A number of studies have found that numerous comments may have been submitted by bots in an effort to influence the public record. For decades, it has served as the medium by which many people around the globe have connected and learned from each other and in its wake, technology has expanded dozens of times over to facilitate these connections via email, instant messaging and now video calling.
The Attorney General's Office has set up a website for New Yorkers where you can check to see if your identity was used without your consent. Between June and November, Schneiderman's office requested logs and "other records" from the FCC nine times, but has received "no substantive response to our investigative requests".
More than 22 million comments were submitted online to the FCC about net neutrality.
The FCC's plan to roll back Title II Net Neutrality regulations has been the subject of dire controversy and heated debate lately.
"[It is] incumbent upon the FCC and all of my colleagues to stand back, figure out what's in this record before us and get to the bottom of these stolen identities", said Rosenworcel.
Without the FCC's help, the New York Attorney General's office recently launched a webpage that allows Americans to search the FCC comment system to find out whether their identities had been stolen.
"They just have to stop this vote", Schneiderman said at a press conference.More news: Boy band Rak-Su beat Grace Davies to win X Factor 2017
Schneiderman cited reports that that half a million of the comments appear to have been filed from Russian email addresses, a fact that net neutrality advocates likely hope will stoke further public interest in the often dry proceedings of the communications regulatory body. And the son of a woman from Albany contacted Schneiderman's office, he said, to report that she had passed away a month before the comment was submitted.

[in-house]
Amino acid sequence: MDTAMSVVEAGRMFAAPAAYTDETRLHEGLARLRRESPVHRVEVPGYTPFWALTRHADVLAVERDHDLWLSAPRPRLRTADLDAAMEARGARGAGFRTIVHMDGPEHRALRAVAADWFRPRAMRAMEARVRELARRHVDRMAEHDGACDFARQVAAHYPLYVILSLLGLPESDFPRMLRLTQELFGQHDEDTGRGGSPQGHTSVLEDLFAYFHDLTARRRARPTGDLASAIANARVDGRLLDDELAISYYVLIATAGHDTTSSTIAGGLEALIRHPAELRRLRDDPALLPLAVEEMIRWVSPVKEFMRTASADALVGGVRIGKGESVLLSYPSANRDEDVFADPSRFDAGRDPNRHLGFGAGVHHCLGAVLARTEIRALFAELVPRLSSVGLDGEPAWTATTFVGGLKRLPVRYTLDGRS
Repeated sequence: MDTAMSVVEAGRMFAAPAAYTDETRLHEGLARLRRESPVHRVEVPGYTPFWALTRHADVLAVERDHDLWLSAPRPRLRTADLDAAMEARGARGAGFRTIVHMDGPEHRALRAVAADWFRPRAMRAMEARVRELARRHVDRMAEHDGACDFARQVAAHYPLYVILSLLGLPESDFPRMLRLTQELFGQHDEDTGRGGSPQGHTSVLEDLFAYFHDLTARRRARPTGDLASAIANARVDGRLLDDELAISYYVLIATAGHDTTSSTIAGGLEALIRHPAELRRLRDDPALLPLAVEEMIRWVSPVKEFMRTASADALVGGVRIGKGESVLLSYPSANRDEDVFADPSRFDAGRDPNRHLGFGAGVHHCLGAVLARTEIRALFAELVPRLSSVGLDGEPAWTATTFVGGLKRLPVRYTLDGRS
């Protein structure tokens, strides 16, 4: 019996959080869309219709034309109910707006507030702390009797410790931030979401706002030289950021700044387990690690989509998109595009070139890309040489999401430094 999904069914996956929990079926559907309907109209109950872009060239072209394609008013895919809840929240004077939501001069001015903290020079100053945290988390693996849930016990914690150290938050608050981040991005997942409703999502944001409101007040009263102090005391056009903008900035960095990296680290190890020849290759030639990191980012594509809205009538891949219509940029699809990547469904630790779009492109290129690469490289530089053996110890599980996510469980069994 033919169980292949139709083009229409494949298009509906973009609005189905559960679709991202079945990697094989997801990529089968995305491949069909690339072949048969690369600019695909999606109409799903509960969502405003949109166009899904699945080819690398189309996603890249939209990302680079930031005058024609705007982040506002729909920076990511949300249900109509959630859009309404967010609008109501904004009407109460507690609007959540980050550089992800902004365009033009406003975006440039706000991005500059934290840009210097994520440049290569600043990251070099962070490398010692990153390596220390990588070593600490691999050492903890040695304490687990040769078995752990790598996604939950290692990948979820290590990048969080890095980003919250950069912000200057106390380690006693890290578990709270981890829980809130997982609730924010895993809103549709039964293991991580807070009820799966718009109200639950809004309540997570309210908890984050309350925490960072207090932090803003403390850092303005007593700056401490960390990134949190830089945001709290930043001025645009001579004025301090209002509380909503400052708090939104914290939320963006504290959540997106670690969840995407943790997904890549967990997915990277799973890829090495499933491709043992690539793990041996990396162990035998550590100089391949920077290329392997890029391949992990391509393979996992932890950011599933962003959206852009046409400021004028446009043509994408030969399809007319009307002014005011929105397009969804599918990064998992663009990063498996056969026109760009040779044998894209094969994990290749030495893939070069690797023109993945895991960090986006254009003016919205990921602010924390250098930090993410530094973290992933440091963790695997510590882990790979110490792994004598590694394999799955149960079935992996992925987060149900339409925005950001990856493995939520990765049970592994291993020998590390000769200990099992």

Schneiderman says tens of thousands of people across the country may have had their names attached to the fake submissions.
Schneiderman was joined on stage by democratic FCC Commissioner Jessica Rosenworcel, an Obama-era appointee who was reappointed by the Trump administration. Public Knowledge contends that this would leave consumers at the mercy of internet service providers.
The burdensome regulations in question, of course, are those preventing your internet service provider from charging you extra to access certain websites and services, preventing your internet service provider from throttling speeds on their competitor's sites.
As Republicans now hold a majority of the FCC's five seats, the order to repeal the net neutrality rules is expected to pass. Twenty-eight U.S. senators have asked that the vote be postponed due to the allegations of fraud dismissed by Chairman Pai.
"50,000 #NetNeutrality consumer complaints vs. the @FCC majority's draft order that says no conduct rules are necessary", Clyburn tweeted Monday.
Added Rosenworcel: "Distressingly, the FCC has been unwilling to assist a law enforcement investigation into some of these problems".